Whether you do it for a living or just wanted to make yourself feel good with a good glamourous photoshoot, modeling in front of a photographer can be a lot of fun and an extreme confidence booster. Who knows – if you don’t already have it as a career, you might decide that you want it to be! Despite the fact that it is very fun, it’s also hard work. Getting a good shot is 50% the photographer and 50% the model — more importantly, the model should know that his or her pose and body language are much more important than clothes and makeup! So if you’re about to go on a glamour photo shoot, don’t fret — just try to avoid these common posing mistakes.
Posture is first on the list because it’s easily the most important. Whenever you’re posing, try to engage your abdomen in order to encourage a straight spine and an overall tightened appearance. Always just out your chin just a bit to emphasize your jaw line and avoid the dreaded double-chin. When standing in a “natural” position, let your arms fall naturally, spread your fingers slightly, and point them away from the camera lens to add more length.
Bad Body Language
Body language in photography can change the entire meaning of a photo, no matter what the setting, lighting, and subject are like. This is why practicing in front of a mirror and memorizing the subtleties of your favorite poses is extremely important. If you’re holding your breath in an image, it’s going to translate and you’ll look uncomfortable in the picture. If your joints are stiff and straight when the photographer doesn’t direct you to do as such, you’re going to look, well, stiff! Think about the attitude you’re trying to convey — flirty? Sultry? — then really put yourself in that state of mind. Think about the faces and gestures you’d make when flirting with someone and convey them naturally; don’t rely on your body to do all the work.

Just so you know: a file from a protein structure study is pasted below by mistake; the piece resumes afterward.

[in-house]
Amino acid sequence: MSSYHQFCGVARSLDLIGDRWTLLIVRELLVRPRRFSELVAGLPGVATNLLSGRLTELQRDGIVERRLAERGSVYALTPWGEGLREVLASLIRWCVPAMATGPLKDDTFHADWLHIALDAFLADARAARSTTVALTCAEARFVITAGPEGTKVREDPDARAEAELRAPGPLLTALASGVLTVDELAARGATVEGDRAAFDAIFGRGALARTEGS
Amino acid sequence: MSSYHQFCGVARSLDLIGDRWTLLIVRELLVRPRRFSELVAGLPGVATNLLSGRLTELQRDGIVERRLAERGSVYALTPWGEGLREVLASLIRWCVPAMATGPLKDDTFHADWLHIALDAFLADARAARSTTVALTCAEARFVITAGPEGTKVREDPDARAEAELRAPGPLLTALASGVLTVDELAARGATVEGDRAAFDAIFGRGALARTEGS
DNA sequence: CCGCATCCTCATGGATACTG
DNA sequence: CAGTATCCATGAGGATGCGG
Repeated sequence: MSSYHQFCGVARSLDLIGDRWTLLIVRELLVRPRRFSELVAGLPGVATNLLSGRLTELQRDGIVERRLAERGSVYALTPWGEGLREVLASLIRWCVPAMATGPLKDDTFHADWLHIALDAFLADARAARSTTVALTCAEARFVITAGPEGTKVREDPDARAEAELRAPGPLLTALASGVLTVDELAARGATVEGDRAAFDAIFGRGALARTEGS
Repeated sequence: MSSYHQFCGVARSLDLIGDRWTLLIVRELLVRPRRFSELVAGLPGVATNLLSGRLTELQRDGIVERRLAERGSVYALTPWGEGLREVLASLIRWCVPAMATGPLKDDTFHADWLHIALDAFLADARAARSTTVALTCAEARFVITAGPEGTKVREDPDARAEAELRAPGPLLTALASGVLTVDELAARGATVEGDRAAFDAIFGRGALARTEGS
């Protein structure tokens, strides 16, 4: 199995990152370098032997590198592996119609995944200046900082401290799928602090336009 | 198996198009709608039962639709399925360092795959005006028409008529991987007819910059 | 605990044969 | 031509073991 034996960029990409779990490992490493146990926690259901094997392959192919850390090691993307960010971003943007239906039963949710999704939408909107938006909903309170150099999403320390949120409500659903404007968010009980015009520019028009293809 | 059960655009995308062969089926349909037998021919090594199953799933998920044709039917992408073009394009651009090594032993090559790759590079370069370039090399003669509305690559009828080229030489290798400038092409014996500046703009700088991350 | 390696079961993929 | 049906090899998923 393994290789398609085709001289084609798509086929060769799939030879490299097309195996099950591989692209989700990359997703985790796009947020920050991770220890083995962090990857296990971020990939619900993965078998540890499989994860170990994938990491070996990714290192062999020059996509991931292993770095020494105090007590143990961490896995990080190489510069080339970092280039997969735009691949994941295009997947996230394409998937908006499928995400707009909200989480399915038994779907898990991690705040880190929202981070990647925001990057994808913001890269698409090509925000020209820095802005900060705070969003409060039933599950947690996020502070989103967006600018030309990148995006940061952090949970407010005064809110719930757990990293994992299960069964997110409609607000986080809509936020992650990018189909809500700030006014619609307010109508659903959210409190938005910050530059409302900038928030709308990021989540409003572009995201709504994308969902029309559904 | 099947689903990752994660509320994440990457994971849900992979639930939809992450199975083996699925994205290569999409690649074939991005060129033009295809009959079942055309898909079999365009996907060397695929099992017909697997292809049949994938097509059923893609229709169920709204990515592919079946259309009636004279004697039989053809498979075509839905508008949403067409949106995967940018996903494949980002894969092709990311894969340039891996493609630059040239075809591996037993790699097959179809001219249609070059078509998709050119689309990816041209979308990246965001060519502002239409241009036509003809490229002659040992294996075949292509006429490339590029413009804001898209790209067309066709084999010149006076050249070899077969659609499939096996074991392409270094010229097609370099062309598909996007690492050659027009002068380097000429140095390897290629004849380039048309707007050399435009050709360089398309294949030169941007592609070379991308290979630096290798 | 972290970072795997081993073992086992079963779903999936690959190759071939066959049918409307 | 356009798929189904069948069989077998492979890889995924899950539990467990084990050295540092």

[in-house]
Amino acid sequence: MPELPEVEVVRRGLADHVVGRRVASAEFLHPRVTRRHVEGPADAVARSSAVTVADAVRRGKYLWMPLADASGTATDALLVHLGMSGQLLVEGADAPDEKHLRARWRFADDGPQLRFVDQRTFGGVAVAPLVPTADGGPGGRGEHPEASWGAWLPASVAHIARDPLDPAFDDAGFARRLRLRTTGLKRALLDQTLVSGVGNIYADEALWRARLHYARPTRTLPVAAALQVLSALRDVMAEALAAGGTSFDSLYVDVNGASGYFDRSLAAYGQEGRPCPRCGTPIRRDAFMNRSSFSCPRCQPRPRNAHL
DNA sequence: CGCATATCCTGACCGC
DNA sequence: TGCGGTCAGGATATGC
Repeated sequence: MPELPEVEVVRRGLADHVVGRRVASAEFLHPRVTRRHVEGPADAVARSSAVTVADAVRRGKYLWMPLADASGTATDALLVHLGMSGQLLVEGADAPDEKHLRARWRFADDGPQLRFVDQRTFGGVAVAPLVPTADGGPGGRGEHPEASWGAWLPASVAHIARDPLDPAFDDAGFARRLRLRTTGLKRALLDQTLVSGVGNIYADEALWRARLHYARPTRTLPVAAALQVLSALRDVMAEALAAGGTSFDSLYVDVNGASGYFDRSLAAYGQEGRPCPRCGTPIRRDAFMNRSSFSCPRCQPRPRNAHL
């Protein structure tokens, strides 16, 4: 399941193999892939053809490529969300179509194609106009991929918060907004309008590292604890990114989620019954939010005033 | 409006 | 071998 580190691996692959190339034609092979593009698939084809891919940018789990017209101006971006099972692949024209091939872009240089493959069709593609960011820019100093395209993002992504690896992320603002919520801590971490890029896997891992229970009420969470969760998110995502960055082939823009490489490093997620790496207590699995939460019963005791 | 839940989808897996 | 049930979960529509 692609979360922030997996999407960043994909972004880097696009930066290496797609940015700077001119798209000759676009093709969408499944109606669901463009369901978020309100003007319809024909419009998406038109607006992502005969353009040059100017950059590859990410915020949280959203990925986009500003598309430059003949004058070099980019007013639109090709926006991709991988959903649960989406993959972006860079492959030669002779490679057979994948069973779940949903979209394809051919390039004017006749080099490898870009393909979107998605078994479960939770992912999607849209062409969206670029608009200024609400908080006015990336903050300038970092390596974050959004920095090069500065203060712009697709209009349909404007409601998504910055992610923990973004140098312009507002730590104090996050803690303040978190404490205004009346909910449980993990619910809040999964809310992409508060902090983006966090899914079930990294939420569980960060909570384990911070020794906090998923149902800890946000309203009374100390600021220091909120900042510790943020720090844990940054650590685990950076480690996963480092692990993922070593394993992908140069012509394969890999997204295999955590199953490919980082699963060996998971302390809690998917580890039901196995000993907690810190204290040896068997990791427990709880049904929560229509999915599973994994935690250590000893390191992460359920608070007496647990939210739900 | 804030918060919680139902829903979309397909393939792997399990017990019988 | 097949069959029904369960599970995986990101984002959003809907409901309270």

Some models don’t seem to realize that you don’t always need to make eye contact with the lens. Instead, try finding the light. Look toward a light source to ensure that the shadows fall in the most natural and flattering way possible. Remember that this falls hand-in-hand with body language; where you’re looking can say a lot about what kind of attitude you convey. Furthermore, try not to pay attention to the flash, as the more aware you are of it, the more frequently you’ll blink, and the more bad frames you’ll end up with.
Don’t Sweat a Bad Shoot
It’s not uncommon for people to get their film back and have complaints about their glamour shots. Everyone is their own worst critic – remember that! The best thing you can do is keep – don’t toss! – the bad frames and learn what makes them so bad. Is it the angle? Is it the gesture you’re making? Take note of what doesn’t work more frequently than you take note of what does work and you’ve got your constructive criticism in the bag for you!
My name is Camille and I am a journalist. In my free time I like to study photography and spend time with my family.